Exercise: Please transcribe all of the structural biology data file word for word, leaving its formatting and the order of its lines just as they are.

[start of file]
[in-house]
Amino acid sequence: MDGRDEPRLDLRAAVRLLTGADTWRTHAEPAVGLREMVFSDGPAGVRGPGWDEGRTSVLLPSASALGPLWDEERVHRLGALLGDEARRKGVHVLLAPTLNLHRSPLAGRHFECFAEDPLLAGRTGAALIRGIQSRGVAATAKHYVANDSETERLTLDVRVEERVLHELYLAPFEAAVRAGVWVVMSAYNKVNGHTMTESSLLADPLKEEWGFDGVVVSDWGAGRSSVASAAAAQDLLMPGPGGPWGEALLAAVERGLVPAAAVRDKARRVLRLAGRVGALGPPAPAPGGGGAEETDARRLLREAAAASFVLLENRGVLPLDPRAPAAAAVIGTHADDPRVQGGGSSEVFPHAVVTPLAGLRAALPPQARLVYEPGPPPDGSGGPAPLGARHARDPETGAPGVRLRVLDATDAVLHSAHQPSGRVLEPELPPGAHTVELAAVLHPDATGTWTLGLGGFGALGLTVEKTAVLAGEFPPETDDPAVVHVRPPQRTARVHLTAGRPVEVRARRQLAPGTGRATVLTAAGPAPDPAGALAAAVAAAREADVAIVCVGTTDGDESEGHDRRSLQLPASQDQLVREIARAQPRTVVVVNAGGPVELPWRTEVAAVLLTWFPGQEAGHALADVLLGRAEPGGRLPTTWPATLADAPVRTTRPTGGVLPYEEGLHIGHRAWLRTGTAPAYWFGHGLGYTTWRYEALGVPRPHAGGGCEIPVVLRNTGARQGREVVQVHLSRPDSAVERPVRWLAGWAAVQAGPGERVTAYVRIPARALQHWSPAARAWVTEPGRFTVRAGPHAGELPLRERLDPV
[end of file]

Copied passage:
[in-house]
Amino acid sequence: MDGRDEPRLDLRAAVRLLTGADTWRTHAEPAVGLREMVFSDGPAGVRGPGWDEGRTSVLLPSASALGPLWDEERVHRLGALLGDEARRKGVHVLLAPTLNLHRSPLAGRHFECFAEDPLLAGRTGAALIRGIQSRGVAATAKHYVANDSETERLTLDVRVEERVLHELYLAPFEAAVRAGVWVVMSAYNKVNGHTMTESSLLADPLKEEWGFDGVVVSDWGAGRSSVASAAAAQDLLMPGPGGPWGEALLAAVERGLVPAAAVRDKARRVLRLAGRVGALGPPAPAPGGGGAEETDARRLLREAAAASFVLLENRGVLPLDPRAPAAAAVIGTHADDPRVQGGGSSEVFPHAVVTPLAGLRAALPPQARLVYEPGPPPDGSGGPAPLGARHARDPETGAPGVRLRVLDATDAVLHSAHQPSGRVLEPELPPGAHTVELAAVLHPDATGTWTLGLGGFGALGLTVEKTAVLAGEFPPETDDPAVVHVRPPQRTARVHLTAGRPVEVRARRQLAPGTGRATVLTAAGPAPDPAGALAAAVAAAREADVAIVCVGTTDGDESEGHDRRSLQLPASQDQLVREIARAQPRTVVVVNAGGPVELPWRTEVAAVLLTWFPGQEAGHALADVLLGRAEPGGRLPTTWPATLADAPVRTTRPTGGVLPYEEGLHIGHRAWLRTGTAPAYWFGHGLGYTTWRYEALGVPRPHAGGGCEIPVVLRNTGARQGREVVQVHLSRPDSAVERPVRWLAGWAAVQAGPGERVTAYVRIPARALQHWSPAARAWVTEPGRFTVRAGPHAGELPLRERLDPV